This rug belongs to a group of carpets coined 'Ghirlandaio' carpets after a rug that was depicted by Domenico Ghirlandaio in his mid fifteenth century, Madonna Enthroned (Volkmar Gantzhorn, The Christian Oriental Carpet, Köln, 1991, ill.482). While the exact type of rug depicted in this painting has never been found, the field design of the present lot and associated carpets are similar in style to the painted rug. This field is an extremely old design that can be encountered in Turkish carpets most likely dating back to the fifteenth century and continues to be seen well into the nineteenth century. Serare Yetkin classifies the rug depicted by Ghirlandaio, and by association similar rugs, as type III Holbein carpets based on the octagon-in-squares centres of the medallions (S. Yetkin, Historical Turkish Carpets, Istanbul, 1981, pp.59-65).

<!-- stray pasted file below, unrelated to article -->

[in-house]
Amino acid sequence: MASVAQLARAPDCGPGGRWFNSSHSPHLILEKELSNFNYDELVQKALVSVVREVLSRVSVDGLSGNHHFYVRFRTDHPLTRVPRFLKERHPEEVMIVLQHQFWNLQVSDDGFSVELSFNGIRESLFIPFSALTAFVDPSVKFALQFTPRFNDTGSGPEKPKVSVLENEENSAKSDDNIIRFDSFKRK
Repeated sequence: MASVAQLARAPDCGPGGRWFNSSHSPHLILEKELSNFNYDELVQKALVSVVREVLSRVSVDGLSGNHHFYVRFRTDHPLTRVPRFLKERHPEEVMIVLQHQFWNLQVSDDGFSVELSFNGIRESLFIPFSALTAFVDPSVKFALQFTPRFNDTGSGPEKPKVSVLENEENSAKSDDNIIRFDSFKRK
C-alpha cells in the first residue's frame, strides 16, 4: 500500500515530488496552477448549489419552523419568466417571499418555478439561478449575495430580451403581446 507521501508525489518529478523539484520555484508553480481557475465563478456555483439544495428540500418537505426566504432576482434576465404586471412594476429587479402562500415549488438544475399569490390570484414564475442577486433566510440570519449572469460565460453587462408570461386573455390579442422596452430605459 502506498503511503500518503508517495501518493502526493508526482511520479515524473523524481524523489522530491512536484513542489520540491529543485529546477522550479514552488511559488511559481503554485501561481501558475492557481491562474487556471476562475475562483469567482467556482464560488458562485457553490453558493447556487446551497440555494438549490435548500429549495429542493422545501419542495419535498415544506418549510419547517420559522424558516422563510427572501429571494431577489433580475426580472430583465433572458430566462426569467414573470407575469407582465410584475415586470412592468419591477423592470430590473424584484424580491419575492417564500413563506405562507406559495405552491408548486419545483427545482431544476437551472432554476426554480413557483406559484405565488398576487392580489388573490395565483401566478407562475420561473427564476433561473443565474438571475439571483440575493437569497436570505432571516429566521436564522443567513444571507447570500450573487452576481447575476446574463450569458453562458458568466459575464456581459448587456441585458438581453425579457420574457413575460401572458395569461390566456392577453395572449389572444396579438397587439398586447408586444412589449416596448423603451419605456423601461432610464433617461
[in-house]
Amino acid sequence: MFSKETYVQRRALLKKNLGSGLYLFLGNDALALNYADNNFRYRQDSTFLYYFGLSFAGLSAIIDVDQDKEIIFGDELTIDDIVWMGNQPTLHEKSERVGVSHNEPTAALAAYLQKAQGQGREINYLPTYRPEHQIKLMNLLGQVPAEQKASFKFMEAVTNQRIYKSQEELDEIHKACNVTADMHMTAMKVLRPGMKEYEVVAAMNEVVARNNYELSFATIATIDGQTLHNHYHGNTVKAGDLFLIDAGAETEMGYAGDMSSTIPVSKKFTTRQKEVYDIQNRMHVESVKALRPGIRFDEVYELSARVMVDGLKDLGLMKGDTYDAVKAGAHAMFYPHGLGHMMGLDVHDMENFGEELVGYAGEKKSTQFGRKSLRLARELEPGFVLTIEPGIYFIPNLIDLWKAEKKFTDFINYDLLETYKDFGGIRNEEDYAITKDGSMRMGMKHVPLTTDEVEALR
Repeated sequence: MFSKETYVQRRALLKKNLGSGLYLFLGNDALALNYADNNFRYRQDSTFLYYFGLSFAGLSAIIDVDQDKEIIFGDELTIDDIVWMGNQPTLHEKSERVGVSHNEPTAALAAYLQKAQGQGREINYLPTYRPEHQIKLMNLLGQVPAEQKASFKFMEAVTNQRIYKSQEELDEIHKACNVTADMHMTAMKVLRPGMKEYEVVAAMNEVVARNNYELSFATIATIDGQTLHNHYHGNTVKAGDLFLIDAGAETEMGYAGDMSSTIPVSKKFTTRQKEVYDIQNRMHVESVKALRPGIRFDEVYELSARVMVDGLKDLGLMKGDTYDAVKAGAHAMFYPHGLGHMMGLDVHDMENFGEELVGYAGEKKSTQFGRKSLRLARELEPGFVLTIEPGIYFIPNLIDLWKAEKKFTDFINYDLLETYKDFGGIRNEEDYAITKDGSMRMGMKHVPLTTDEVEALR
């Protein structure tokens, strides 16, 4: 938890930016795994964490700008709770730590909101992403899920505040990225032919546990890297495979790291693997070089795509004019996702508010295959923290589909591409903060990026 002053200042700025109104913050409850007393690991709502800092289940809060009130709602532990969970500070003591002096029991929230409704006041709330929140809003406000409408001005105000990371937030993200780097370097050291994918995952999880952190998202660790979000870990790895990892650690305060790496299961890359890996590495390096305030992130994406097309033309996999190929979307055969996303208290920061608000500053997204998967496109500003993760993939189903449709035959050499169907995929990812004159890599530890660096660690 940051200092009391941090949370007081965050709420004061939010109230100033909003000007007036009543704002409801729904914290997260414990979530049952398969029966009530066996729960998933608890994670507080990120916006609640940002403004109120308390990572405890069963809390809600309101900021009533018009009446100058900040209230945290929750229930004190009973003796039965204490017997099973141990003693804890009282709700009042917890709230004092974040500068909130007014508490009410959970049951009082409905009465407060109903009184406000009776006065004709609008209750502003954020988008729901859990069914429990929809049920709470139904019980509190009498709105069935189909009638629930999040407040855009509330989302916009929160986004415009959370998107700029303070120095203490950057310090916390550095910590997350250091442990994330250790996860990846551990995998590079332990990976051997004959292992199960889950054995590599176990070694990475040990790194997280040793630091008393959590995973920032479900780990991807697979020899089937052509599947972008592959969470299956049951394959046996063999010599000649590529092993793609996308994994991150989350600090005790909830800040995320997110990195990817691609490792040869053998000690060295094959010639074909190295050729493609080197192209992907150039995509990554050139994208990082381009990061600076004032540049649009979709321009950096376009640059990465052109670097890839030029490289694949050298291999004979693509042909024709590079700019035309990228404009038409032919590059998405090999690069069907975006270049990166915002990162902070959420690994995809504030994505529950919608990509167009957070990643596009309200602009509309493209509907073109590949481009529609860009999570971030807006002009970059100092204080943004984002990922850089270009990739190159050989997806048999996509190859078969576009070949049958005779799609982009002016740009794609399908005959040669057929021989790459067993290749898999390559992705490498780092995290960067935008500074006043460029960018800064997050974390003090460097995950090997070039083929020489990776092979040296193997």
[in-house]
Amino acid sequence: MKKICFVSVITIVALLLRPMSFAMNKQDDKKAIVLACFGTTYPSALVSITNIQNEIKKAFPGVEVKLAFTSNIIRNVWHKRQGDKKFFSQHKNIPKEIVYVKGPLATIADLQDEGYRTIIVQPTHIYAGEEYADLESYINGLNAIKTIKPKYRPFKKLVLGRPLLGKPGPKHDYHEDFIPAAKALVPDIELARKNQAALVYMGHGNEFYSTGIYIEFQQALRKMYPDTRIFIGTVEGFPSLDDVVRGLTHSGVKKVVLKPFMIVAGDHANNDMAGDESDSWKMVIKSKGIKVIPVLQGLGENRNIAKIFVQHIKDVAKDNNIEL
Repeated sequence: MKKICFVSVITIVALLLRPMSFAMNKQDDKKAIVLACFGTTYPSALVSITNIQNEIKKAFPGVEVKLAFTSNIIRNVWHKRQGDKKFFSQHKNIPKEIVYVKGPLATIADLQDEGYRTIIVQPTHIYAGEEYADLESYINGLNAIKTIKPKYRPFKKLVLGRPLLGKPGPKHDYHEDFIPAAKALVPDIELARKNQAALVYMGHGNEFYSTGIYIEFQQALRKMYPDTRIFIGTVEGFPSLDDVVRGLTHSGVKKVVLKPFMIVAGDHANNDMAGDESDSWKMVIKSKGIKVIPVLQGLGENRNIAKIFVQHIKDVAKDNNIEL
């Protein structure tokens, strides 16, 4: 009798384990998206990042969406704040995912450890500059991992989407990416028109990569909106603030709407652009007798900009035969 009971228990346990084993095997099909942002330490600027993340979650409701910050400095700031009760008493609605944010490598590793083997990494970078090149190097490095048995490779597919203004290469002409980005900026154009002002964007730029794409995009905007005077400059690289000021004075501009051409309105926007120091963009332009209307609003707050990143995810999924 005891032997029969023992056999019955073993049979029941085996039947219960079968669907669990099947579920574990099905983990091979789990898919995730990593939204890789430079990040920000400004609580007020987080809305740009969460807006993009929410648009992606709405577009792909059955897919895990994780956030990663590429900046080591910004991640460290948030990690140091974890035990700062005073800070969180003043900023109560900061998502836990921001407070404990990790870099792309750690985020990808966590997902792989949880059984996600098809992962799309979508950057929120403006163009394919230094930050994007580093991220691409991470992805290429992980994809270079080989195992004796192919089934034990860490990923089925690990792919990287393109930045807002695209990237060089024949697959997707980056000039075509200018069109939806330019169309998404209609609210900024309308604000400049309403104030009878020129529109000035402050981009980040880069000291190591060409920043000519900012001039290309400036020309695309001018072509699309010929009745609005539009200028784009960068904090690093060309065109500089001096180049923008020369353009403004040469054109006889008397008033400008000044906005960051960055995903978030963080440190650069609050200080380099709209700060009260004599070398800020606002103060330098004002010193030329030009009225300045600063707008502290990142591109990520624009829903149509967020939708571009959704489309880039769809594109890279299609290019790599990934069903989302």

Three other rugs similar to the present piece are also known to exist: one in a German private collection (M. Volkmann, Alte Orientteppiche, Munich, 1985, no.18), one with Eberhart Herrmann (E. Herrmann, Seltene Orientteppiche X, Munich, 1988, no.13), and a third, which sold in the Bernheimer Family Collection of Carpets, in these Rooms, 14 February 1996, lot 110, now in the Zaleski Collection, Italy. Like ours, the Herrmann rug has only one medallion but is set against a more open red field. The Volkmann and the Bernheimer examples however share nearly the exact same colouration but display two medallions within the shaded emerald-green field. All three rugs share the same cruciform motif border. This cruciform motif can be seen in other Anatolian rugs both as border and field design and is the subject of much discussion by Werner Brüggemann (W. Brüggemann and H. Böhmer, Rugs of the Peasants and Nomads of Anatolia, Munich, 1983, pp.60-70). Writing in Volkmann, Brüggemann points out that the use of this border divided into quadrants by colour is uncommon in connection with 'Ghirlandaio' carpets (Volkmann, op.cit., p.56). Of the four rugs noted, the present lot is unique in that it displays four small rotating hooked motifs within its central octagon which could be interpreted as the spinning motion of a whirling dervish.